Pass It On

Reaching Out

Now we're hoping that you all understand why such youthful cognizance should be at the very top of your to-do list. With such organizations ensuring so many of our youths' futures, it is extremely important that entrepreneurs and small business owners not only do their part in keeping such programs alive and kicking, but also take the steps to promote the integration of such knowledge into every elementary, secondary and post-secondary curriculum. Volunteering your advice, time or money to these kinds of organizations is just one way to keep the ball rolling in the right direction. "Educators are dying for somebody to come in, because the more viewpoints the kids are eventually exposed to, the broader their options are going to end up being," explains DECA's Coffey.

Contributing time as a judge for the many regional competitions held by each organization is another way experienced entrepreneurs can further these organizations. SIFE holds its regional competitions in 19 cities nationwide; DECA holds contests in every state; and JA has 168 offices around the country, all needing members to sit on the local boards.

And in the Babson community, you can volunteer your time as a mentor company. And, of course, becoming part of the angel group that contributes toward the seed fund always helps.

But it goes both ways, because the students receiving help are more than prepared to give back. SIFE students, for example, willingly assist with business plans, marketing strategies and even market surveys.

Clearly, as today's youth continue to embrace entrepreneurship, using educational priorities and volunteerism to support the growth of entrepreneurial learning and ideals becomes evermore critical in a world where self-sufficiency often begets economic success. Says JA's Hayes, "The more we can do to help kids understand this field, the better they'll be prepared to sustain it, take advantage of it and the more they will benefit from it as they grow older." How can we truly expect future generations to champion entrepreneurship if they don't know anything about it?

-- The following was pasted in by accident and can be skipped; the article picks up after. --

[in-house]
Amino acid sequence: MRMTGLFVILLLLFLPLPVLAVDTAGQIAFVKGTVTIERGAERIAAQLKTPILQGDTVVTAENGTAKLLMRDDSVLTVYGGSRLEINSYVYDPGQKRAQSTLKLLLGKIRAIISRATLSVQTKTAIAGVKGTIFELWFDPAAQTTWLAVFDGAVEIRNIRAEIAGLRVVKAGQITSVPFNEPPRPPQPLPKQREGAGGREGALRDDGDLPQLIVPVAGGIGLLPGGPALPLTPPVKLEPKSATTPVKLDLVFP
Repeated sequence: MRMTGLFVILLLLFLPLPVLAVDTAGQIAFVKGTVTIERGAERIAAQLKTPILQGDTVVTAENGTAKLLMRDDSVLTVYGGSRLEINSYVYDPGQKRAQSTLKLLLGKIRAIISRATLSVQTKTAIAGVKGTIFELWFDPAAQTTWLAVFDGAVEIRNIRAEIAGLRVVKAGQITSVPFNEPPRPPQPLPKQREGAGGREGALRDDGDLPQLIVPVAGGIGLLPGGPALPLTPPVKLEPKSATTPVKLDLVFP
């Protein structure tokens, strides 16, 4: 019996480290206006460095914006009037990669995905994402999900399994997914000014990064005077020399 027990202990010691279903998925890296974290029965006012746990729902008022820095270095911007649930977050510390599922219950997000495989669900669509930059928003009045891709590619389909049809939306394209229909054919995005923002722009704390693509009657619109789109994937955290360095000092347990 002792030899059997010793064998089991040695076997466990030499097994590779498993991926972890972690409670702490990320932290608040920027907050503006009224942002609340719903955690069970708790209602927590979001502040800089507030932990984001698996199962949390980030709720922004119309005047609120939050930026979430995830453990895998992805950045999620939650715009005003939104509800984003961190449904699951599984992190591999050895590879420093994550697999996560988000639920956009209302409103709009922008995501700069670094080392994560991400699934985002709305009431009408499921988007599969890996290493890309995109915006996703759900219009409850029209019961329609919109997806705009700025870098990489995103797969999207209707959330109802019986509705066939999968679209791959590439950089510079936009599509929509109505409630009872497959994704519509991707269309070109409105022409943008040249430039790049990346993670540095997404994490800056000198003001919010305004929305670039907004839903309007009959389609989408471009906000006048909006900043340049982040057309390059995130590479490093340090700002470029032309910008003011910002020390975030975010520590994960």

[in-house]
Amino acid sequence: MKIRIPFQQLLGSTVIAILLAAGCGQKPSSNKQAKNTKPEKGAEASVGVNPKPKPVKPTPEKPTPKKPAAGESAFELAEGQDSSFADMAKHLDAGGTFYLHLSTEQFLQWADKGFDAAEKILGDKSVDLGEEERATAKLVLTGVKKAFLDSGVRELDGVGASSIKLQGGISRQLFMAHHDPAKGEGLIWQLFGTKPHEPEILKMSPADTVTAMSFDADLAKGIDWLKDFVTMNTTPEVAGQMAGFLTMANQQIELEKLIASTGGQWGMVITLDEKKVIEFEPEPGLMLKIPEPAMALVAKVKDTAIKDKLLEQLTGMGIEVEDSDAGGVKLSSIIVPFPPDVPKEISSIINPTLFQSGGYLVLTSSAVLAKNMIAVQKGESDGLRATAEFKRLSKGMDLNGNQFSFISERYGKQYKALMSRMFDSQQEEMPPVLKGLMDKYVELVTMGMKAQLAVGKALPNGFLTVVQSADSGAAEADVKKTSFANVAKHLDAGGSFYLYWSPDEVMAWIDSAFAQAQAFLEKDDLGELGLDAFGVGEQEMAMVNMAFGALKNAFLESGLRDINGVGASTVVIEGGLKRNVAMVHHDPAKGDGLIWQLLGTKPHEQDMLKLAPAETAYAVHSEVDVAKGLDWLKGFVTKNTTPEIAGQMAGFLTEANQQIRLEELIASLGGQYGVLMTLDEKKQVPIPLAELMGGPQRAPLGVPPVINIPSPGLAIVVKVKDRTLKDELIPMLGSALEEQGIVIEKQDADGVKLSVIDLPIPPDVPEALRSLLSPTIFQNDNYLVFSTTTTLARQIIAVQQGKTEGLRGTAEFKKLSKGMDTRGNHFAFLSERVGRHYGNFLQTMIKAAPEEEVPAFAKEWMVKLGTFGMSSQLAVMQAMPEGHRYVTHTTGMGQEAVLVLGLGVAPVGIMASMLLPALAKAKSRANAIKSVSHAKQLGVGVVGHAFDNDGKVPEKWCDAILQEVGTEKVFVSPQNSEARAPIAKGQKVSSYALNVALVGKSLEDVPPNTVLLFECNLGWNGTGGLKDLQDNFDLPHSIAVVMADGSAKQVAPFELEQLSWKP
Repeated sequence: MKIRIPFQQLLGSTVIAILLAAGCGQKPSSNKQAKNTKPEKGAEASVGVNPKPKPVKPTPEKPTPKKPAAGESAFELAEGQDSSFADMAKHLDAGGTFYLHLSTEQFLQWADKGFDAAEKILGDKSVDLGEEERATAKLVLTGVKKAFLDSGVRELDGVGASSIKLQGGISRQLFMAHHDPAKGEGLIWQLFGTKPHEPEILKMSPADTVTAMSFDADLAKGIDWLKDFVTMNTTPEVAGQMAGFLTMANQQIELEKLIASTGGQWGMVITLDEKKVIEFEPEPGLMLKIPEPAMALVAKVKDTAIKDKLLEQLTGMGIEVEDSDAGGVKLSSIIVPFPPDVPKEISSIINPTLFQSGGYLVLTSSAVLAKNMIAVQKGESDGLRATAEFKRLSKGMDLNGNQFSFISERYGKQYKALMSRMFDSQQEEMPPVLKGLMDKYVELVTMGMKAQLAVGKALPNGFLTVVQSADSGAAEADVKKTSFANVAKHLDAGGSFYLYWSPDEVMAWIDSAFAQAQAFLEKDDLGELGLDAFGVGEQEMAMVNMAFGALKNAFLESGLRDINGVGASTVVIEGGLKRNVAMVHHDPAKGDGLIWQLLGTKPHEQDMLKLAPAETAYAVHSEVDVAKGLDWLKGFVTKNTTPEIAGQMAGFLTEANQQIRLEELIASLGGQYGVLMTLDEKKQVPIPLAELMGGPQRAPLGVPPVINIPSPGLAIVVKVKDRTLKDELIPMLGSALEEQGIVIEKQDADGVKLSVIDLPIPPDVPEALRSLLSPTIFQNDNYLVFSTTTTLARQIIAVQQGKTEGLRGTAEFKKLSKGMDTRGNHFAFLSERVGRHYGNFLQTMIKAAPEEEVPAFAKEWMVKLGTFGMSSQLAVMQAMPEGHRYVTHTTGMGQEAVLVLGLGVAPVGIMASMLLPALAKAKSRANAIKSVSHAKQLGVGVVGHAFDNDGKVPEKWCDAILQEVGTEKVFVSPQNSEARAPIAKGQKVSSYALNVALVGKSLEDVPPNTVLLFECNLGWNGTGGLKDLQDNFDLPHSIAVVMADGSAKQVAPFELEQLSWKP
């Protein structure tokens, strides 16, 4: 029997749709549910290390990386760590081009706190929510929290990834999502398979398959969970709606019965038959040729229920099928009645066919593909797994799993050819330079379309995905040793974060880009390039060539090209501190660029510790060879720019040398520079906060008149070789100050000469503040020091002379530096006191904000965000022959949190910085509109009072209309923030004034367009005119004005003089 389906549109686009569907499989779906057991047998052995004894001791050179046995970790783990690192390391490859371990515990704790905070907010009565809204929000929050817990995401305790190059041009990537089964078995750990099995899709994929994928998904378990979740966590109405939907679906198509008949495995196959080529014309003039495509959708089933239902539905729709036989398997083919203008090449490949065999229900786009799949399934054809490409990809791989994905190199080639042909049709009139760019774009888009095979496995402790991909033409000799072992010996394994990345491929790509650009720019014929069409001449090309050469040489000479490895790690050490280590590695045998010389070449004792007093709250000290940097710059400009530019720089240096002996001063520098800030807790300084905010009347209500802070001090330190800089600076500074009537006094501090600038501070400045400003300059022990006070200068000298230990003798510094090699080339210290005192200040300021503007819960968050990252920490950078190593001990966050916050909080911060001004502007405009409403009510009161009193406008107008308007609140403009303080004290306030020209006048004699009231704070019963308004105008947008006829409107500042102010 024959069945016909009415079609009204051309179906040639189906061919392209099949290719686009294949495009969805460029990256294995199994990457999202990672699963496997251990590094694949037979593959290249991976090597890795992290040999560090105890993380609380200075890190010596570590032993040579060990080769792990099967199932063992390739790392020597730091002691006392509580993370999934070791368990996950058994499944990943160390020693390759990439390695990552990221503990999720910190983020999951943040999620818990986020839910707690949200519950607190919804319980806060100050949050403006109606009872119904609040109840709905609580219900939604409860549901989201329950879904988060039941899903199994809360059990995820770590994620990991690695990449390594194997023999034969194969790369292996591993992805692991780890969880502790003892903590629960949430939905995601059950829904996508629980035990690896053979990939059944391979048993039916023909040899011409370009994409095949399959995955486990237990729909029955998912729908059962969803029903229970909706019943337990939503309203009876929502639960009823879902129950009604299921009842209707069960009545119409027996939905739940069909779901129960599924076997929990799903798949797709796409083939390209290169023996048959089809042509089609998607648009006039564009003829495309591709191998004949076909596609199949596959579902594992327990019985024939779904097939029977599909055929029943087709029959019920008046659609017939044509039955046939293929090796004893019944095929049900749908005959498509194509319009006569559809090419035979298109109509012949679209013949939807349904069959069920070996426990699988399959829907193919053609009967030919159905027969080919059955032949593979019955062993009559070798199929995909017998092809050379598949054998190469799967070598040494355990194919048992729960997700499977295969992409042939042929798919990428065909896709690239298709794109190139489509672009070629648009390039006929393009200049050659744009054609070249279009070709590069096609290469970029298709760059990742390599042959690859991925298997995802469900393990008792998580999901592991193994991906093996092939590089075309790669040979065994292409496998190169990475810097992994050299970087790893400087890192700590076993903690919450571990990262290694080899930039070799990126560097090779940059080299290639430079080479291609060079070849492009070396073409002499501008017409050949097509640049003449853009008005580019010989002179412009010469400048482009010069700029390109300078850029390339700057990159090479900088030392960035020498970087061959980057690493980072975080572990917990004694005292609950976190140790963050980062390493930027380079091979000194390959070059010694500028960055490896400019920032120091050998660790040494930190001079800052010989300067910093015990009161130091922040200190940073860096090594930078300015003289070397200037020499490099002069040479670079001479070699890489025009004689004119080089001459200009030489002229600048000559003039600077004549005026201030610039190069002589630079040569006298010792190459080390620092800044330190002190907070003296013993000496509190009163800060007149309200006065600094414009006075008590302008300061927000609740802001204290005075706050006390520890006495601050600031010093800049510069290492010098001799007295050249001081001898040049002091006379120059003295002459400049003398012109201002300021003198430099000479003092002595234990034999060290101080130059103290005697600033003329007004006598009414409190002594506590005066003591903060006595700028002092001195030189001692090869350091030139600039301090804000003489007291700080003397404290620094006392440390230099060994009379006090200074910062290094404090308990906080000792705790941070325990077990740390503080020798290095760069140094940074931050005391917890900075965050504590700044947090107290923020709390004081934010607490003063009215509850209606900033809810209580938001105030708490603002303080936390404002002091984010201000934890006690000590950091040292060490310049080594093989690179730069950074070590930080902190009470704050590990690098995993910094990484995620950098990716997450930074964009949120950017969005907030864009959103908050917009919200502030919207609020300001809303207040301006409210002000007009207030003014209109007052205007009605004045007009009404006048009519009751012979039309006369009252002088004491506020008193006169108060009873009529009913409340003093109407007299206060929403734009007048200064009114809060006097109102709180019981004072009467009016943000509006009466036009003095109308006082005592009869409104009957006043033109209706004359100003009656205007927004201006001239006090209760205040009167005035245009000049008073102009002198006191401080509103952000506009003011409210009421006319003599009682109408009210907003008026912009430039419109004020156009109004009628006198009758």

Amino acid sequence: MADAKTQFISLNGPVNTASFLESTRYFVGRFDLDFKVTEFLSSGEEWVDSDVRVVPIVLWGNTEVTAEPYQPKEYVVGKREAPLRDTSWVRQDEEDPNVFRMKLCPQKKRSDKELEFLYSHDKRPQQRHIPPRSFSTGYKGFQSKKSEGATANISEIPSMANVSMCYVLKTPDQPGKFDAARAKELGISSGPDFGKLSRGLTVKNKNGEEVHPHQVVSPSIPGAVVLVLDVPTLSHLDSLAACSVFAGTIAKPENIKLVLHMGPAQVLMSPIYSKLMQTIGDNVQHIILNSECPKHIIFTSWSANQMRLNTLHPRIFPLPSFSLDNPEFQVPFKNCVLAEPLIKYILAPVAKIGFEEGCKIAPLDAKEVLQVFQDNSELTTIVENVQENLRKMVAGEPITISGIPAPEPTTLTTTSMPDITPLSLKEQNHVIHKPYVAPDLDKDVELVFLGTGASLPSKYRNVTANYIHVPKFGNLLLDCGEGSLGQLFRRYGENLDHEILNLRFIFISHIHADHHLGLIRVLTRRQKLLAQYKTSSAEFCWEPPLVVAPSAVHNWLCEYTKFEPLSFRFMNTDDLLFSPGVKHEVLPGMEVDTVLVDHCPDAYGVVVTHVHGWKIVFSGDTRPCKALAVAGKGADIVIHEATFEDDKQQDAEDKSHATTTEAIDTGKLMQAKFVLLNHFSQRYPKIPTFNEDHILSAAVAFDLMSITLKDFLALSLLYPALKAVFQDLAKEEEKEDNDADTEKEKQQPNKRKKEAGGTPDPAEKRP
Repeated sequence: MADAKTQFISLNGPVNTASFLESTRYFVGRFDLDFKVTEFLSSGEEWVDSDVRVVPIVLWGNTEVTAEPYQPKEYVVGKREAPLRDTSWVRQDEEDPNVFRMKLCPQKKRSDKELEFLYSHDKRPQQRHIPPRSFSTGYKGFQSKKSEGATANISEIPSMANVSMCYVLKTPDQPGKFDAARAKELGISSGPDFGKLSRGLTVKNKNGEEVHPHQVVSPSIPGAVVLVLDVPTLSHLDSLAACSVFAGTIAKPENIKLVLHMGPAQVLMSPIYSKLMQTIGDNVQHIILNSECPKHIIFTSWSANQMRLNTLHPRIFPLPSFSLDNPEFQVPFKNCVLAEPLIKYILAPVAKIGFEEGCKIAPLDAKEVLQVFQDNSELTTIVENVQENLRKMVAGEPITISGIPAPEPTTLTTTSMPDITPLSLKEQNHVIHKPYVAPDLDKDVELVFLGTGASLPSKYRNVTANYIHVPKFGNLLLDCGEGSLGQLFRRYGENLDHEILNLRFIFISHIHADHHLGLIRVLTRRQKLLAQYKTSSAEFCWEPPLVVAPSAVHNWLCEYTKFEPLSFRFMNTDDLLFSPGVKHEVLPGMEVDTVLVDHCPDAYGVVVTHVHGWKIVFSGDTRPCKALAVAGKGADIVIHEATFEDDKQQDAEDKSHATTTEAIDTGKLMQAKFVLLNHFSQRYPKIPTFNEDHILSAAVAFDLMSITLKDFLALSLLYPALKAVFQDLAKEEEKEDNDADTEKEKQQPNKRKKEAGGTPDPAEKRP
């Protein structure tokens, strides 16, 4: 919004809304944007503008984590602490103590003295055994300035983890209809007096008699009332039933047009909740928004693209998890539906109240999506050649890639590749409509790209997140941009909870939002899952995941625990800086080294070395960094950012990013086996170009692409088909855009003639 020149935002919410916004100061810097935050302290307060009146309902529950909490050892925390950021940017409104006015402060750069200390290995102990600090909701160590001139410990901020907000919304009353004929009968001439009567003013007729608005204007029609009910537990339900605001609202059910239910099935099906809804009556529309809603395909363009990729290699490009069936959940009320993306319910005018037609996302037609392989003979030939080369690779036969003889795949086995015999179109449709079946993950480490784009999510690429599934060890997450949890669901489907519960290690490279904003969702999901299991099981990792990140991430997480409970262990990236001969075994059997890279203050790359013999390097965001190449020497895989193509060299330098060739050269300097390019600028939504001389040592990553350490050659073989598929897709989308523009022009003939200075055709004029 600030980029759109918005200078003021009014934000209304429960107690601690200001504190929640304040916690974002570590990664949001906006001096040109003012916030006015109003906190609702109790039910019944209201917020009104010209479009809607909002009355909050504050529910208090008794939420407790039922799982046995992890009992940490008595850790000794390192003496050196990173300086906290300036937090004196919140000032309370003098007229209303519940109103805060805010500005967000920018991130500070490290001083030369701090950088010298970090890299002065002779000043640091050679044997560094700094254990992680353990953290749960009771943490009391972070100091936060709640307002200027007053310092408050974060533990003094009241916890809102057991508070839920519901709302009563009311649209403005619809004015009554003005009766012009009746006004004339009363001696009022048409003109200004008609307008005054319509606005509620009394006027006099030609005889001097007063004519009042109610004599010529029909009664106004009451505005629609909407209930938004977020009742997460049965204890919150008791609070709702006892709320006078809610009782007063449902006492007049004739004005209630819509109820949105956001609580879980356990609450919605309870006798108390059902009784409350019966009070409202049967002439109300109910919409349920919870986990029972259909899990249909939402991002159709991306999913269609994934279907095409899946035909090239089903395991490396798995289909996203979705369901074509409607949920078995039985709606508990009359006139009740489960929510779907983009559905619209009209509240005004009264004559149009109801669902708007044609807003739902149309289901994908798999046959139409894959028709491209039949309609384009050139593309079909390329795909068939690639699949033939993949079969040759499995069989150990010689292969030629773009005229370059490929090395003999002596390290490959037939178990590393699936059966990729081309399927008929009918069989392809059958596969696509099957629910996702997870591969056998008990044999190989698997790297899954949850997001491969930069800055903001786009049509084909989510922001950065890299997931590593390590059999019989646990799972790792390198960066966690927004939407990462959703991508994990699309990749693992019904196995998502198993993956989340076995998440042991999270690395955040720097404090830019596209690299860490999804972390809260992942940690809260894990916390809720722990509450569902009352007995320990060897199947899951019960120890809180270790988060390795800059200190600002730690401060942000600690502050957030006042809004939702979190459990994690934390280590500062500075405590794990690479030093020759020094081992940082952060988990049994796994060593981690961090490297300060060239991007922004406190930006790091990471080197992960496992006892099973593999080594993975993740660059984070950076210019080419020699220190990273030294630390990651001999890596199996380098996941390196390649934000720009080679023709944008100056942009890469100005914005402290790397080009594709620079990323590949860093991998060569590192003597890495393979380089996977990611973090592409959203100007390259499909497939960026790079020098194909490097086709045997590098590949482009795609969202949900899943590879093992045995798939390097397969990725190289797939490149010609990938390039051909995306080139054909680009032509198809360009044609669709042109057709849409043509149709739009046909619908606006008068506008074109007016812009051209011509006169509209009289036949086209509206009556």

Live And Learn

Program: Junior Achievement Inc.
Mission: To educate and inspire young people (grades K through 12) to value and understand free enterprise, business and economics in order to improve the quality of their lives
Contact: Junior Achievement, One Education Wy., Colorado Springs, CO 80906, (800) THE-NEW-JA, fax: (719) 540-6299, www.ja.org

Program: National Foundation for Teaching Entrepreneurship (NFTE)
Mission: To teach low-income and at-risk young people the basics of starting and operating a small business
Contact: NFTE, 120 Wall Street, 29th Fl., New York, NY 10005, (212) 232-3333 or (800) 367-6383, fax: (212) 232-2244, www.nfte.com or nfte@nfte.com

Program: Students in Free Enterprise (SIFE)
Mission: To provide college students the opportunity to establish free-enterprise community outreach programs that teach others how market economies and businesses operate
Contact: The Jack Shewmaker SIFE World Headquarters, Robert W. Plaster Free Enterprise Center, Jack Kahl Entrepreneurship Center, 1959 East Kerr St., Springfield, MO 65803-4775, main number: (417) 831-9505, University Relations: (800) 235-9585, Resource Development: (800) 677-SIFE, fax: (417) 831-6165, www.sife.org

Program: Distributive Education Clubs of America (DECA)
Mission: To help students develop skills and competence in marketing, management and entrepreneurship
Contact: DECA , 1908 Association Dr., Reston, VA 20191, (703) 860-5000, www.deca.org, e-mail: decainc@aol.com

Contact Sources

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This article was originally published in the June 2000 print edition of Entrepreneur with the headline: Pass It On.

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